This book critically analyses the changing role and nature of post-Cold War humanitarianism, using Foucault's theories of biopolitics and governmentality.
It offers a compelling and insightful interpretation of the policies and practices associated with `new humanitarianism in general, as well as of the dynamics of two specific international assistance efforts: the post-2001 conflict-related assistance effort in Afghanistan and the post-2000 Chernobyl-related assistance effort in Belarus.
The central argument of the book is that `new' humanitarianism represents a dominant regime of humanitarian governing informed by globalising neoliberalism and is reliant on a complex set of biopolitical, disciplinary and sovereign technologies.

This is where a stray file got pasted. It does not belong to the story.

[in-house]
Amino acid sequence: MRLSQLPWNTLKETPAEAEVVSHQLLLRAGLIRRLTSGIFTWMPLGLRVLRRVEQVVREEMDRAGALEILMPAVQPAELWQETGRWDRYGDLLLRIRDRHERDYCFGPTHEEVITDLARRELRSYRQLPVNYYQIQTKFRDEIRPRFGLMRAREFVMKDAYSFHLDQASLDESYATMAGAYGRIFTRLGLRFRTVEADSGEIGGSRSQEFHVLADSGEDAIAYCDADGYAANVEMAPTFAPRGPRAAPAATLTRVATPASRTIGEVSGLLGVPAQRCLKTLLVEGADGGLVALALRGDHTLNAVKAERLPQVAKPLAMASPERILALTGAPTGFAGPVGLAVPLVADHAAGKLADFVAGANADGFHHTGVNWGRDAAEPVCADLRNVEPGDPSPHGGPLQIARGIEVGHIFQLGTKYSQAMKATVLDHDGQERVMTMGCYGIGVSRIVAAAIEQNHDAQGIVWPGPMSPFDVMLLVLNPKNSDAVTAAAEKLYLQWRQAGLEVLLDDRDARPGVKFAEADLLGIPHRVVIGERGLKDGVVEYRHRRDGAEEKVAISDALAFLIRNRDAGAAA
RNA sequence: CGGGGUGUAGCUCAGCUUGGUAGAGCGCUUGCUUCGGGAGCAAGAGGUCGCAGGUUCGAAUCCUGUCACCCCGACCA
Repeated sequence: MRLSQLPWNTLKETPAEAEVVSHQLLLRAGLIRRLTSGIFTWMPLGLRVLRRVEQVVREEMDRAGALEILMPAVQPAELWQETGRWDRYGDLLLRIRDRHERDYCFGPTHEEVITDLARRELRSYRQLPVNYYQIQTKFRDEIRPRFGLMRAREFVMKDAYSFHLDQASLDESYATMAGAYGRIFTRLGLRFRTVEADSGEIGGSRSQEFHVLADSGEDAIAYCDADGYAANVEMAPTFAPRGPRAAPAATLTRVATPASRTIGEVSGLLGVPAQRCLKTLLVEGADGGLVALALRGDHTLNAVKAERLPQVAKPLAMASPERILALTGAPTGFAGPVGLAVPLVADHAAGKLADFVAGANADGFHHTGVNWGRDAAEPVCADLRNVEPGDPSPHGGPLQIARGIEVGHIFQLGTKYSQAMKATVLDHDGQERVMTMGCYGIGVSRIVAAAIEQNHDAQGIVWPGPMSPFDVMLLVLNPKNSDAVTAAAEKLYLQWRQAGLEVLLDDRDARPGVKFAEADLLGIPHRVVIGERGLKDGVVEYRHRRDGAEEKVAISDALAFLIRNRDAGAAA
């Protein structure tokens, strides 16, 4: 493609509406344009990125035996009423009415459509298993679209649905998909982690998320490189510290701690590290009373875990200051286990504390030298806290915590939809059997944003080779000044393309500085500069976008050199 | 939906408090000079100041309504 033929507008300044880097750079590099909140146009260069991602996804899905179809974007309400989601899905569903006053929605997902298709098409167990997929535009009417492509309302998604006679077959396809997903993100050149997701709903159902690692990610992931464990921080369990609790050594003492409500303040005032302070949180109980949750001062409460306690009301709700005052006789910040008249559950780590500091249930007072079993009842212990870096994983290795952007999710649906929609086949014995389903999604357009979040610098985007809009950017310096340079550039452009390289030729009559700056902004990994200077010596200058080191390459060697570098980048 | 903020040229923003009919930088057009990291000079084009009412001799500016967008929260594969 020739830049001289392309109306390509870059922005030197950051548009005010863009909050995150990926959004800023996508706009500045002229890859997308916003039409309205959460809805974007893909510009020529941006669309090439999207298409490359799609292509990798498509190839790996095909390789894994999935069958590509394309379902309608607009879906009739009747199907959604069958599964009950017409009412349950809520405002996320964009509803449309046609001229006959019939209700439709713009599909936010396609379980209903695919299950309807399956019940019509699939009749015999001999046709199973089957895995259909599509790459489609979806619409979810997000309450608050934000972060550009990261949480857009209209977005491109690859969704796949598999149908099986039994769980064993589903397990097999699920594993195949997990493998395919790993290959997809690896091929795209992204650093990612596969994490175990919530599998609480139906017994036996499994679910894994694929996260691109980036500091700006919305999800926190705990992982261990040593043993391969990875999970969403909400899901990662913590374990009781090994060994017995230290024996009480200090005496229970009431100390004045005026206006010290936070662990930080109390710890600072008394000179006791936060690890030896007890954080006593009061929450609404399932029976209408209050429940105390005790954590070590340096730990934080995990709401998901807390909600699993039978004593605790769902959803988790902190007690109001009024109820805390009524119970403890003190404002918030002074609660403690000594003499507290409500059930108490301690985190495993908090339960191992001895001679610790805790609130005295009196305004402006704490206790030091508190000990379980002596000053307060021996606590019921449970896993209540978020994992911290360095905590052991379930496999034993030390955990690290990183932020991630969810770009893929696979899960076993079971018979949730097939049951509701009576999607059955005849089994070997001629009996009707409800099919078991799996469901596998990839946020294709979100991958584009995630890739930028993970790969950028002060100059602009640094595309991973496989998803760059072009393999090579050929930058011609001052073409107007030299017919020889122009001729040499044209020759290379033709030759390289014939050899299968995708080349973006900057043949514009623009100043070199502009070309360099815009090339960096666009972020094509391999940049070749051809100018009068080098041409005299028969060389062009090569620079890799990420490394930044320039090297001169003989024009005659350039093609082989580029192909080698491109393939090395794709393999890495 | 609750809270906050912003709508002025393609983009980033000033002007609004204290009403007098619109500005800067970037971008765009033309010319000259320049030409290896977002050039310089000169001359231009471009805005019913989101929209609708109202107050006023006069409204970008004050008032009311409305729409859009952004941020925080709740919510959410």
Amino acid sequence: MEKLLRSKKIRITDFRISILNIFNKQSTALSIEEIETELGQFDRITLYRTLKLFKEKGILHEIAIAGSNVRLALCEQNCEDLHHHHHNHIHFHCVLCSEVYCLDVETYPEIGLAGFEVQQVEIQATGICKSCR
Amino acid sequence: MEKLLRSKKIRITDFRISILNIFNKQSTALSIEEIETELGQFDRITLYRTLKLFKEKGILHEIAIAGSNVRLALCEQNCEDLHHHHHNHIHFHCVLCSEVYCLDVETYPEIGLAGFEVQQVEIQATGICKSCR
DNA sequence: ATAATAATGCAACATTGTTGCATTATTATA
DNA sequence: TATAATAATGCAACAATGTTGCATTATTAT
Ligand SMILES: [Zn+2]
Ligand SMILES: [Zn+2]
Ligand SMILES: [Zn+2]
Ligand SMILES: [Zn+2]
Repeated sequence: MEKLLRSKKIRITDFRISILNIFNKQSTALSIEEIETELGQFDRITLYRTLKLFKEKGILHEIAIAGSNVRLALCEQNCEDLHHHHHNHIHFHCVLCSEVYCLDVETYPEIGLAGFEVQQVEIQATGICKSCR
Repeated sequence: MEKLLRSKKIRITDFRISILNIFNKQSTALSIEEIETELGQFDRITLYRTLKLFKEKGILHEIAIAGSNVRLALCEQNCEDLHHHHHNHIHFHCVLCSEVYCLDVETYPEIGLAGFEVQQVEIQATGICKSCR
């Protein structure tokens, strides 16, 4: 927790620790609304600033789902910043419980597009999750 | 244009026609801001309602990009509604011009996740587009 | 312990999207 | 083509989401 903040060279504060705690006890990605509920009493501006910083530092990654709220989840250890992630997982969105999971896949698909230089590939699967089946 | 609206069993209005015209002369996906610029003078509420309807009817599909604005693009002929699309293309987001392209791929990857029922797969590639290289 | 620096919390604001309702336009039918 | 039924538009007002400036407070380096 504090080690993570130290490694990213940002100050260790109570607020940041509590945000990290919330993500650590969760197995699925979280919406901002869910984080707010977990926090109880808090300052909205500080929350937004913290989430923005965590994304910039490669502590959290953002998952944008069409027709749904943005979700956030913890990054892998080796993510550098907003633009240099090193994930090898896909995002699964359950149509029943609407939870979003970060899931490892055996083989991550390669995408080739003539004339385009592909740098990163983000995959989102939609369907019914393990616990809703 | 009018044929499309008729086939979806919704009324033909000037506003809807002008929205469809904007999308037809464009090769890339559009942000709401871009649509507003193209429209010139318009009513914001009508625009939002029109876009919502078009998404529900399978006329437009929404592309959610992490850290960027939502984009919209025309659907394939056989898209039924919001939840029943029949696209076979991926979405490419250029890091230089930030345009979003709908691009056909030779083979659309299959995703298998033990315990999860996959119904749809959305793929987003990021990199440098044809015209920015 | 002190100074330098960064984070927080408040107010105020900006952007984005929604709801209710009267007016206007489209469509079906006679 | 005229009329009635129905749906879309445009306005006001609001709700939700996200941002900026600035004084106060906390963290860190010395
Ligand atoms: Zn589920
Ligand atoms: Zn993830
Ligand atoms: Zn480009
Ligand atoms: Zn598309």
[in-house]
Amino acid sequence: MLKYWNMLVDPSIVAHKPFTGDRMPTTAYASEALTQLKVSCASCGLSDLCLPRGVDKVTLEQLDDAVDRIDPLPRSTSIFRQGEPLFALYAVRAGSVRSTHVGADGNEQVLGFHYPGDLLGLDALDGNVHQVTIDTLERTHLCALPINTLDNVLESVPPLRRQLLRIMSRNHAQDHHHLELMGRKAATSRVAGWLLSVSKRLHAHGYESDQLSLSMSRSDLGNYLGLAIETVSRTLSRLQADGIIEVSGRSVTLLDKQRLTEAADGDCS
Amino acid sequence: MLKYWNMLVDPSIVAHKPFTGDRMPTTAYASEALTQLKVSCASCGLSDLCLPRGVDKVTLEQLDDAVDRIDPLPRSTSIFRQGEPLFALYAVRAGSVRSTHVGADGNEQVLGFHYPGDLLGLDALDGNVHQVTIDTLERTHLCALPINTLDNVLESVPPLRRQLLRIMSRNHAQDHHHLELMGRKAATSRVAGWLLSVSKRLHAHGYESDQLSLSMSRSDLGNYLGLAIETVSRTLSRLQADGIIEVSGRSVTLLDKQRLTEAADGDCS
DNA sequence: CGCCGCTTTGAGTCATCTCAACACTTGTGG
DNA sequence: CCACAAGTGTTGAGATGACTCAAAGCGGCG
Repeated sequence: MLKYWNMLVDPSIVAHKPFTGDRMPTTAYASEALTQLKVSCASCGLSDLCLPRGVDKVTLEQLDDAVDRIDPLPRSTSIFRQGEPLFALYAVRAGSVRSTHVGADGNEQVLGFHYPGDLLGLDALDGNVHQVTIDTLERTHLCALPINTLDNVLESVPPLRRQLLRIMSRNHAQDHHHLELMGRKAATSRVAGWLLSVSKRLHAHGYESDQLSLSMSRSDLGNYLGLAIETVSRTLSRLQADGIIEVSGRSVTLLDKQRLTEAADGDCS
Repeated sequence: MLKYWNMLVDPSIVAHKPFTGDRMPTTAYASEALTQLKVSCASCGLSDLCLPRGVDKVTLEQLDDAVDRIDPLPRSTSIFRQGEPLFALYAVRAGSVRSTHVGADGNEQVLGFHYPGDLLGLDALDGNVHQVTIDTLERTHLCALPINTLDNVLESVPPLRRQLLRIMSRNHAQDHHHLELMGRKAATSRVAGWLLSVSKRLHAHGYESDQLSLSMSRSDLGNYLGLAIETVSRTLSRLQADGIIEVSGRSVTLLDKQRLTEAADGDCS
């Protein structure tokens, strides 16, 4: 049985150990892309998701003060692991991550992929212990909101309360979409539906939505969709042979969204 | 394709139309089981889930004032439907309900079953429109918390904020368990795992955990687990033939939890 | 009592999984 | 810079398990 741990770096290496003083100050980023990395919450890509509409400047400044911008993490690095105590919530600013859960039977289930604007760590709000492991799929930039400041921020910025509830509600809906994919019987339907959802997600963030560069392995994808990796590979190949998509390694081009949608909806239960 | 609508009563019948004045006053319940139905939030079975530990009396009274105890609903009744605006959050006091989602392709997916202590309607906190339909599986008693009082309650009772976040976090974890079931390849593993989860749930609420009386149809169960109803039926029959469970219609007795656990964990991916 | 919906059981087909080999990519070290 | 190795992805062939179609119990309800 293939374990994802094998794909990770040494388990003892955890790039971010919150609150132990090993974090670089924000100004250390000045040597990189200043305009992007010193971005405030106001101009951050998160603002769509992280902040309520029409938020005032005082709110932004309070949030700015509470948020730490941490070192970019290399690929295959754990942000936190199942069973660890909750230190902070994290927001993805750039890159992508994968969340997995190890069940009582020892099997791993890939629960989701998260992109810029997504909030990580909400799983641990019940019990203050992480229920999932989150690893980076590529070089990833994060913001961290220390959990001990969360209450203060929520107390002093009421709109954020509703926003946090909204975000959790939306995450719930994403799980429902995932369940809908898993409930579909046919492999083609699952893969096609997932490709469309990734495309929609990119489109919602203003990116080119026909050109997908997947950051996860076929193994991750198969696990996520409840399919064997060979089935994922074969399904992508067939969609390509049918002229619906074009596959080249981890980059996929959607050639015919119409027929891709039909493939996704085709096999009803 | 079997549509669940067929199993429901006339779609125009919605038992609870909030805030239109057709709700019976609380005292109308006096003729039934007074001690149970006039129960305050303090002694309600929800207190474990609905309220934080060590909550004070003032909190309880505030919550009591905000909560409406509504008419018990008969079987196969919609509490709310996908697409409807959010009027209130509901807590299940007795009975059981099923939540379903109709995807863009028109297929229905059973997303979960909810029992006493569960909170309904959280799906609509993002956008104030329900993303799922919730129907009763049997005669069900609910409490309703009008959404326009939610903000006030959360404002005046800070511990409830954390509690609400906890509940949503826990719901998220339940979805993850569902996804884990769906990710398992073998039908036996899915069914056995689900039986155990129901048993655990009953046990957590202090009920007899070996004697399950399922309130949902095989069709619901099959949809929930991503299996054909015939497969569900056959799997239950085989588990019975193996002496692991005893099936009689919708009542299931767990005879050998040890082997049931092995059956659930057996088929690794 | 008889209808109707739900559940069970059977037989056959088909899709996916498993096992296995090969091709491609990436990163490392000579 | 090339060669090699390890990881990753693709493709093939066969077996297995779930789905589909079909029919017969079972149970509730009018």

It demonstrates that, while the purposes of humanitarian governing are specific to particular contexts, its promise of care is more often than not accompanied by sovereign and/or biopolitical violences. Making an important contribution to existing scholarship on humanitarian emergencies and humanitarian action, on biopolitics and governmentality, this book will be of much interest to students and scholars of humanitarianism, critical security studies, governmentality and International Relations generally.